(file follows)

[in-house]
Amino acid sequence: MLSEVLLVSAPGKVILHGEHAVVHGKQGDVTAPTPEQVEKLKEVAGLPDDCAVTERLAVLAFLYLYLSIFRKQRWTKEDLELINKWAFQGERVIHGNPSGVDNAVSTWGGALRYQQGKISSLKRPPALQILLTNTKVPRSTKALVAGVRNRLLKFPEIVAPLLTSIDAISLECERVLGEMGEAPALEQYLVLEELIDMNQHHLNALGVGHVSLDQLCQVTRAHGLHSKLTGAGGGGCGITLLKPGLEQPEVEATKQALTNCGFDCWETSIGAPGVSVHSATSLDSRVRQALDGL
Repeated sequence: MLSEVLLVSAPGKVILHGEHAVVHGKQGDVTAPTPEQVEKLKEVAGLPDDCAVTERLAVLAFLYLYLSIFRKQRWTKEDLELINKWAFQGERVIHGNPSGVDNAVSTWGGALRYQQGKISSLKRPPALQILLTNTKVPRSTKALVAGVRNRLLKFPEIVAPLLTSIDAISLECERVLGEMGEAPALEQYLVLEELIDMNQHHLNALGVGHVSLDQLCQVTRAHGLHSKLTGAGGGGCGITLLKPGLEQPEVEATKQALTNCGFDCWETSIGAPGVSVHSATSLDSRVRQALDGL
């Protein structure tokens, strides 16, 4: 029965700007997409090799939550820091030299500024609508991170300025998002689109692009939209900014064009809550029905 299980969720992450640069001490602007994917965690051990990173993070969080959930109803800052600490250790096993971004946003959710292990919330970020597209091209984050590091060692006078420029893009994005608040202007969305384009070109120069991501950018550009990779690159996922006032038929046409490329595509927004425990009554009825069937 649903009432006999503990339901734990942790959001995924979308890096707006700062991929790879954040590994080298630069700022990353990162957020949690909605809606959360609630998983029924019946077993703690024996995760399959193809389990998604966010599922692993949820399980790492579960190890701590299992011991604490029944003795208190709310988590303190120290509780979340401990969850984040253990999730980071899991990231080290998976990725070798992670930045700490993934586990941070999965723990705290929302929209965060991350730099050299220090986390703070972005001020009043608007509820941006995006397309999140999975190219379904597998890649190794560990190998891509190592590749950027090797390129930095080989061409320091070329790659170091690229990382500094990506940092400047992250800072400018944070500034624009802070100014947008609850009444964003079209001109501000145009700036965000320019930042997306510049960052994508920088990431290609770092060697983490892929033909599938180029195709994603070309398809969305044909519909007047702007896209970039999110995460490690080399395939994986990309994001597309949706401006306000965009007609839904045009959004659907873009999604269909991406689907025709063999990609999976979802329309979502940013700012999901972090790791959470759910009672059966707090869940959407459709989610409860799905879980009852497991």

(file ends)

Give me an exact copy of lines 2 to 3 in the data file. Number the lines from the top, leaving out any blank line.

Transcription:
Amino acid sequence: MLSEVLLVSAPGKVILHGEHAVVHGKQGDVTAPTPEQVEKLKEVAGLPDDCAVTERLAVLAFLYLYLSIFRKQRWTKEDLELINKWAFQGERVIHGNPSGVDNAVSTWGGALRYQQGKISSLKRPPALQILLTNTKVPRSTKALVAGVRNRLLKFPEIVAPLLTSIDAISLECERVLGEMGEAPALEQYLVLEELIDMNQHHLNALGVGHVSLDQLCQVTRAHGLHSKLTGAGGGGCGITLLKPGLEQPEVEATKQALTNCGFDCWETSIGAPGVSVHSATSLDSRVRQALDGL
Repeated sequence: MLSEVLLVSAPGKVILHGEHAVVHGKQGDVTAPTPEQVEKLKEVAGLPDDCAVTERLAVLAFLYLYLSIFRKQRWTKEDLELINKWAFQGERVIHGNPSGVDNAVSTWGGALRYQQGKISSLKRPPALQILLTNTKVPRSTKALVAGVRNRLLKFPEIVAPLLTSIDAISLECERVLGEMGEAPALEQYLVLEELIDMNQHHLNALGVGHVSLDQLCQVTRAHGLHSKLTGAGGGGCGITLLKPGLEQPEVEATKQALTNCGFDCWETSIGAPGVSVHSATSLDSRVRQALDGL